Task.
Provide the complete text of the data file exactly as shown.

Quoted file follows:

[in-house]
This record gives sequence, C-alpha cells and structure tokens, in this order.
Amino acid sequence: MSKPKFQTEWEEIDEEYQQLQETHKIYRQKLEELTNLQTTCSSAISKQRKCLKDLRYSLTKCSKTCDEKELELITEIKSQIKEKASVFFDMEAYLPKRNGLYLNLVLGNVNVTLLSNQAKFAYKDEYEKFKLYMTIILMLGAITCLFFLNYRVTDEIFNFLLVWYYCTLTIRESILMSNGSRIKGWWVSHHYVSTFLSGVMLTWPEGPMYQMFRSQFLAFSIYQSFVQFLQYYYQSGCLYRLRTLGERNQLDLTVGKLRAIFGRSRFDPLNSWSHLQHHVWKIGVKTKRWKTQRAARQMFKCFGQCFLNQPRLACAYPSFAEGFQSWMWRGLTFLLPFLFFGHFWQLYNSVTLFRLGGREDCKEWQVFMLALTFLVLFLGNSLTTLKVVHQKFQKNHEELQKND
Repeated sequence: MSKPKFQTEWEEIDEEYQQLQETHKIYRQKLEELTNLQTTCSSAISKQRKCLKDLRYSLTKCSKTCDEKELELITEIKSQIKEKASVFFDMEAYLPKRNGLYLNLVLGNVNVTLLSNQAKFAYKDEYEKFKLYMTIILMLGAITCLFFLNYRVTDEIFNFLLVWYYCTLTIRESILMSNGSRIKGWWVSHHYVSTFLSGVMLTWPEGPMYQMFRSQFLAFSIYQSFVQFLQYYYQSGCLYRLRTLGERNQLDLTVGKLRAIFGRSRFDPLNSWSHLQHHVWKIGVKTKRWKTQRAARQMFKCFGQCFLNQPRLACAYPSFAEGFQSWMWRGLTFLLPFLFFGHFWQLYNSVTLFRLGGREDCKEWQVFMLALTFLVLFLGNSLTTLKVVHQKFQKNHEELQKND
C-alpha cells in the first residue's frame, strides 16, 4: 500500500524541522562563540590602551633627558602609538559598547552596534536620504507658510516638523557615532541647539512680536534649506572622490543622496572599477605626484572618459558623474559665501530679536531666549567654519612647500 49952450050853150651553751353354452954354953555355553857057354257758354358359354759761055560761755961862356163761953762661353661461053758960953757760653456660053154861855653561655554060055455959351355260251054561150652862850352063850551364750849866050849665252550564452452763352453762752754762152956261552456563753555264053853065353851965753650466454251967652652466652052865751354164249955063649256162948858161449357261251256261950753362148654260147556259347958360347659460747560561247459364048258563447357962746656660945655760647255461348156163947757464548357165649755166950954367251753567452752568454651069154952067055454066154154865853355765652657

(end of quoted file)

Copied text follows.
[in-house]
This record gives sequence, C-alpha cells and structure tokens, in this order.
Amino acid sequence: MSKPKFQTEWEEIDEEYQQLQETHKIYRQKLEELTNLQTTCSSAISKQRKCLKDLRYSLTKCSKTCDEKELELITEIKSQIKEKASVFFDMEAYLPKRNGLYLNLVLGNVNVTLLSNQAKFAYKDEYEKFKLYMTIILMLGAITCLFFLNYRVTDEIFNFLLVWYYCTLTIRESILMSNGSRIKGWWVSHHYVSTFLSGVMLTWPEGPMYQMFRSQFLAFSIYQSFVQFLQYYYQSGCLYRLRTLGERNQLDLTVGKLRAIFGRSRFDPLNSWSHLQHHVWKIGVKTKRWKTQRAARQMFKCFGQCFLNQPRLACAYPSFAEGFQSWMWRGLTFLLPFLFFGHFWQLYNSVTLFRLGGREDCKEWQVFMLALTFLVLFLGNSLTTLKVVHQKFQKNHEELQKND
Repeated sequence: MSKPKFQTEWEEIDEEYQQLQETHKIYRQKLEELTNLQTTCSSAISKQRKCLKDLRYSLTKCSKTCDEKELELITEIKSQIKEKASVFFDMEAYLPKRNGLYLNLVLGNVNVTLLSNQAKFAYKDEYEKFKLYMTIILMLGAITCLFFLNYRVTDEIFNFLLVWYYCTLTIRESILMSNGSRIKGWWVSHHYVSTFLSGVMLTWPEGPMYQMFRSQFLAFSIYQSFVQFLQYYYQSGCLYRLRTLGERNQLDLTVGKLRAIFGRSRFDPLNSWSHLQHHVWKIGVKTKRWKTQRAARQMFKCFGQCFLNQPRLACAYPSFAEGFQSWMWRGLTFLLPFLFFGHFWQLYNSVTLFRLGGREDCKEWQVFMLALTFLVLFLGNSLTTLKVVHQKFQKNHEELQKND
C-alpha cells in the first residue's frame, strides 16, 4: 500500500524541522562563540590602551633627558602609538559598547552596534536620504507658510516638523557615532541647539512680536534649506572622490543622496572599477605626484572618459558623474559665501530679536531666549567654519612647500 49952450050853150651553751353354452954354953555355553857057354257758354358359354759761055560761755961862356163761953762661353661461053758960953757760653456660053154861855653561655554060055455959351355260251054561150652862850352063850551364750849866050849665252550564452452763352453762752754762152956261552456563753555264053853065353851965753650466454251967652652466652052865751354164249955063649256162948858161449357261251256261950753362148654260147556259347958360347659460747560561247459364048258563447357962746656660945655760647255461348156163947757464548357165649755166950954367251753567452752568454651069154952067055454066154154865853355765652657